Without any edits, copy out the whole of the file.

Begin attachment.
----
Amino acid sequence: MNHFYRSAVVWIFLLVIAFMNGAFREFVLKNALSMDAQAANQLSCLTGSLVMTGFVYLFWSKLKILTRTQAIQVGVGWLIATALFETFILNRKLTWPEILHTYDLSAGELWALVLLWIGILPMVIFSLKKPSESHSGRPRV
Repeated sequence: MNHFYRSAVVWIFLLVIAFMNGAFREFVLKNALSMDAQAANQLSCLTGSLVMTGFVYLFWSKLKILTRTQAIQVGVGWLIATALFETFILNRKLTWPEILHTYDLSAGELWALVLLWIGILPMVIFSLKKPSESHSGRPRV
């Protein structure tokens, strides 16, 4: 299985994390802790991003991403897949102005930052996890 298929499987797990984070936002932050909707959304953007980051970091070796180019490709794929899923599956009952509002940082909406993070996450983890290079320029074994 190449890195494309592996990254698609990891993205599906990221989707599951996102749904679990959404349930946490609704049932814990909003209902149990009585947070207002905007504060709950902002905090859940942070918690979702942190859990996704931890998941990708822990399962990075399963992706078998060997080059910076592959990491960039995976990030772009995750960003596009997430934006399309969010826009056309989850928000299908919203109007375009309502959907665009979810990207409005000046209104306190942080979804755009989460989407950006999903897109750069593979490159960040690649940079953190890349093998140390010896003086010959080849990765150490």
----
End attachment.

Amino acid sequence: MNHFYRSAVVWIFLLVIAFMNGAFREFVLKNALSMDAQAANQLSCLTGSLVMTGFVYLFWSKLKILTRTQAIQVGVGWLIATALFETFILNRKLTWPEILHTYDLSAGELWALVLLWIGILPMVIFSLKKPSESHSGRPRV
Repeated sequence: MNHFYRSAVVWIFLLVIAFMNGAFREFVLKNALSMDAQAANQLSCLTGSLVMTGFVYLFWSKLKILTRTQAIQVGVGWLIATALFETFILNRKLTWPEILHTYDLSAGELWALVLLWIGILPMVIFSLKKPSESHSGRPRV
């Protein structure tokens, strides 16, 4: 299985994390802790991003991403897949102005930052996890 298929499987797990984070936002932050909707959304953007980051970091070796180019490709794929899923599956009952509002940082909406993070996450983890290079320029074994 190449890195494309592996990254698609990891993205599906990221989707599951996102749904679990959404349930946490609704049932814990909003209902149990009585947070207002905007504060709950902002905090859940942070918690979702942190859990996704931890998941990708822990399962990075399963992706078998060997080059910076592959990491960039995976990030772009995750960003596009997430934006399309969010826009056309989850928000299908919203109007375009309502959907665009979810990207409005000046209104306190942080979804755009989460989407950006999903897109750069593979490159960040690649940079953190890349093998140390010896003086010959080849990765150490």